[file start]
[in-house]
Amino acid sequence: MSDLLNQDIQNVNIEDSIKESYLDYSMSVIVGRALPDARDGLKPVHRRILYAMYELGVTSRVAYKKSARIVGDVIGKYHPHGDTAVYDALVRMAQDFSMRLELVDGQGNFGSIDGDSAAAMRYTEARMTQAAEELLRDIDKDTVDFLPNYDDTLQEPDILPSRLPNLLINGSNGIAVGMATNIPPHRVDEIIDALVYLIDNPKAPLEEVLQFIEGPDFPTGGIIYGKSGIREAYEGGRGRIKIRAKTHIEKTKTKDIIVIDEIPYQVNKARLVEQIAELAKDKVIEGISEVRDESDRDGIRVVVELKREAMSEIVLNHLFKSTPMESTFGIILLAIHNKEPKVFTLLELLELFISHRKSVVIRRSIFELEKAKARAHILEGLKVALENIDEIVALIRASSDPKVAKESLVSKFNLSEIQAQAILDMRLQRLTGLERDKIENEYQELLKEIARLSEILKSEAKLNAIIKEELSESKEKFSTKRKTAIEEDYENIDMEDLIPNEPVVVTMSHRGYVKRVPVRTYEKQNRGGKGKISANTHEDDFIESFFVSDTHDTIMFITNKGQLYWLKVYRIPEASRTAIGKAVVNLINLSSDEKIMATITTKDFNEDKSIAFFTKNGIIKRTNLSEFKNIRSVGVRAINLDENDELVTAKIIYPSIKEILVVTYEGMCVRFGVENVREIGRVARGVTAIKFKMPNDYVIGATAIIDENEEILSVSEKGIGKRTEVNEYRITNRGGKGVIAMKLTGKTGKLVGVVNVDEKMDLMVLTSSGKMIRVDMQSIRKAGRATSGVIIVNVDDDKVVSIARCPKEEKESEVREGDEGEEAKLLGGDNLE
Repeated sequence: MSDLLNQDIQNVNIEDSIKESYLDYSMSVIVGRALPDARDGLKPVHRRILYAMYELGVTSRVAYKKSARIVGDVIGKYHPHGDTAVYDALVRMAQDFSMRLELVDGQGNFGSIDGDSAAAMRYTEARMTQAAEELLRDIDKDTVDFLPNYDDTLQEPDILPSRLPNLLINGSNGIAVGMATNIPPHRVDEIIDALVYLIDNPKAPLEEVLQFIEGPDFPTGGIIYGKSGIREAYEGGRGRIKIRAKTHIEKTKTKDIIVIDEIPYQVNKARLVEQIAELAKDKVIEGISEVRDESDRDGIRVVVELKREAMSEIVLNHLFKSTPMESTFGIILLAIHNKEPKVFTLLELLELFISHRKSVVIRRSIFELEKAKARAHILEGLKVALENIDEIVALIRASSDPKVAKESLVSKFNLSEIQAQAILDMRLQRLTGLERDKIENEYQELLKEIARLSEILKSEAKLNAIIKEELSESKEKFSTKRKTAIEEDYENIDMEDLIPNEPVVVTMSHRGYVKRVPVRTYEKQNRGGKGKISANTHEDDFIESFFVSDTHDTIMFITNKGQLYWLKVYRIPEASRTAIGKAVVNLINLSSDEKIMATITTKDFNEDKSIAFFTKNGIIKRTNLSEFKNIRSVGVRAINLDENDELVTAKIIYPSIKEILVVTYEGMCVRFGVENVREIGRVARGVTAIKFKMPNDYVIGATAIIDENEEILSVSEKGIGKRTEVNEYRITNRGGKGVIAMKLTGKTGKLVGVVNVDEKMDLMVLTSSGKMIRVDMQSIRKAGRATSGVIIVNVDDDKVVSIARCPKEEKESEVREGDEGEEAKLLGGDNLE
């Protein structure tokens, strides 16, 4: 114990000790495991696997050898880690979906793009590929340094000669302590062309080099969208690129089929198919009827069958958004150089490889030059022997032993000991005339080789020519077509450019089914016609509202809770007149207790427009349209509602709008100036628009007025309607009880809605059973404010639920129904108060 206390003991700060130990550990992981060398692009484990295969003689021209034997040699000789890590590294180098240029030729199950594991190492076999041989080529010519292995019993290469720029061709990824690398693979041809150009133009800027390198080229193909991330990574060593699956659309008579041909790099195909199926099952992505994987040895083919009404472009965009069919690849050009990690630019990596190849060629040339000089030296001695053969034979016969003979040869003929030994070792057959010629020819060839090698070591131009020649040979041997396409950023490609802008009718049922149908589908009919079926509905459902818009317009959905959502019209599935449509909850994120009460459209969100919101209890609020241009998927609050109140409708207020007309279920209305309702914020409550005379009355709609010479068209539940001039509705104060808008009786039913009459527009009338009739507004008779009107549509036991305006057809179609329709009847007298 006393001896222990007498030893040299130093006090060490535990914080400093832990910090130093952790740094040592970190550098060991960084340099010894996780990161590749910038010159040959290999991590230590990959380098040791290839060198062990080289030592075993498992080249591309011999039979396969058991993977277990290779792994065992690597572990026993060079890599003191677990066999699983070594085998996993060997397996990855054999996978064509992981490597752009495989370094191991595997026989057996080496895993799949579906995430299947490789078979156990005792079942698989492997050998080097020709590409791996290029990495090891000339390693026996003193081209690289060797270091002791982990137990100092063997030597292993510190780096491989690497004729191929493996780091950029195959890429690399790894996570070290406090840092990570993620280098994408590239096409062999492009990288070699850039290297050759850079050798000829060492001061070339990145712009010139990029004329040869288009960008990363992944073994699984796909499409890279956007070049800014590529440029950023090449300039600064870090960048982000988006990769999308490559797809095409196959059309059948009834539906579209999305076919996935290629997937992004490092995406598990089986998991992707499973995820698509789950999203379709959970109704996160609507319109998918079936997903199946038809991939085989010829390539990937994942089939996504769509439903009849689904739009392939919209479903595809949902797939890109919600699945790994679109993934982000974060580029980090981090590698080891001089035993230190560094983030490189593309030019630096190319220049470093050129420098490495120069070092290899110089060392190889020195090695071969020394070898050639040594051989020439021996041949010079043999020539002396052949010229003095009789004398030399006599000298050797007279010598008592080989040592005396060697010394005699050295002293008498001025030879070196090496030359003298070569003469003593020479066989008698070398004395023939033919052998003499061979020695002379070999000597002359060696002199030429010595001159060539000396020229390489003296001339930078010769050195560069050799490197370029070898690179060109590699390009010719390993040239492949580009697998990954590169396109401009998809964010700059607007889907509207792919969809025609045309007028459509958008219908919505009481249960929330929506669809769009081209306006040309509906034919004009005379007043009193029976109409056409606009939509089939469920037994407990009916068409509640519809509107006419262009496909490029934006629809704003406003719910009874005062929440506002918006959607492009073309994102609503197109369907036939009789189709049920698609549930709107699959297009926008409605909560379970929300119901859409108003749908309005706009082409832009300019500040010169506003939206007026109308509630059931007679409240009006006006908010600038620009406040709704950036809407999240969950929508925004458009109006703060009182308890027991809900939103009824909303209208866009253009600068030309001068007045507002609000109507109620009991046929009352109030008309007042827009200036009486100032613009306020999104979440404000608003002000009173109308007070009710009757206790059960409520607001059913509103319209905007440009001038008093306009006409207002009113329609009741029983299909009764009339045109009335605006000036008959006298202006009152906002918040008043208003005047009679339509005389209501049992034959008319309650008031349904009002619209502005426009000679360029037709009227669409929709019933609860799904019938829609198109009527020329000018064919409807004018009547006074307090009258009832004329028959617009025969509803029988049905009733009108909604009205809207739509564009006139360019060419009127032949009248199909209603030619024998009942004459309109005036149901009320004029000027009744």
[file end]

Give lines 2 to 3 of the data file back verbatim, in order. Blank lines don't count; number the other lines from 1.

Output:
Amino acid sequence: MSDLLNQDIQNVNIEDSIKESYLDYSMSVIVGRALPDARDGLKPVHRRILYAMYELGVTSRVAYKKSARIVGDVIGKYHPHGDTAVYDALVRMAQDFSMRLELVDGQGNFGSIDGDSAAAMRYTEARMTQAAEELLRDIDKDTVDFLPNYDDTLQEPDILPSRLPNLLINGSNGIAVGMATNIPPHRVDEIIDALVYLIDNPKAPLEEVLQFIEGPDFPTGGIIYGKSGIREAYEGGRGRIKIRAKTHIEKTKTKDIIVIDEIPYQVNKARLVEQIAELAKDKVIEGISEVRDESDRDGIRVVVELKREAMSEIVLNHLFKSTPMESTFGIILLAIHNKEPKVFTLLELLELFISHRKSVVIRRSIFELEKAKARAHILEGLKVALENIDEIVALIRASSDPKVAKESLVSKFNLSEIQAQAILDMRLQRLTGLERDKIENEYQELLKEIARLSEILKSEAKLNAIIKEELSESKEKFSTKRKTAIEEDYENIDMEDLIPNEPVVVTMSHRGYVKRVPVRTYEKQNRGGKGKISANTHEDDFIESFFVSDTHDTIMFITNKGQLYWLKVYRIPEASRTAIGKAVVNLINLSSDEKIMATITTKDFNEDKSIAFFTKNGIIKRTNLSEFKNIRSVGVRAINLDENDELVTAKIIYPSIKEILVVTYEGMCVRFGVENVREIGRVARGVTAIKFKMPNDYVIGATAIIDENEEILSVSEKGIGKRTEVNEYRITNRGGKGVIAMKLTGKTGKLVGVVNVDEKMDLMVLTSSGKMIRVDMQSIRKAGRATSGVIIVNVDDDKVVSIARCPKEEKESEVREGDEGEEAKLLGGDNLE
Repeated sequence: MSDLLNQDIQNVNIEDSIKESYLDYSMSVIVGRALPDARDGLKPVHRRILYAMYELGVTSRVAYKKSARIVGDVIGKYHPHGDTAVYDALVRMAQDFSMRLELVDGQGNFGSIDGDSAAAMRYTEARMTQAAEELLRDIDKDTVDFLPNYDDTLQEPDILPSRLPNLLINGSNGIAVGMATNIPPHRVDEIIDALVYLIDNPKAPLEEVLQFIEGPDFPTGGIIYGKSGIREAYEGGRGRIKIRAKTHIEKTKTKDIIVIDEIPYQVNKARLVEQIAELAKDKVIEGISEVRDESDRDGIRVVVELKREAMSEIVLNHLFKSTPMESTFGIILLAIHNKEPKVFTLLELLELFISHRKSVVIRRSIFELEKAKARAHILEGLKVALENIDEIVALIRASSDPKVAKESLVSKFNLSEIQAQAILDMRLQRLTGLERDKIENEYQELLKEIARLSEILKSEAKLNAIIKEELSESKEKFSTKRKTAIEEDYENIDMEDLIPNEPVVVTMSHRGYVKRVPVRTYEKQNRGGKGKISANTHEDDFIESFFVSDTHDTIMFITNKGQLYWLKVYRIPEASRTAIGKAVVNLINLSSDEKIMATITTKDFNEDKSIAFFTKNGIIKRTNLSEFKNIRSVGVRAINLDENDELVTAKIIYPSIKEILVVTYEGMCVRFGVENVREIGRVARGVTAIKFKMPNDYVIGATAIIDENEEILSVSEKGIGKRTEVNEYRITNRGGKGVIAMKLTGKTGKLVGVVNVDEKMDLMVLTSSGKMIRVDMQSIRKAGRATSGVIIVNVDDDKVVSIARCPKEEKESEVREGDEGEEAKLLGGDNLE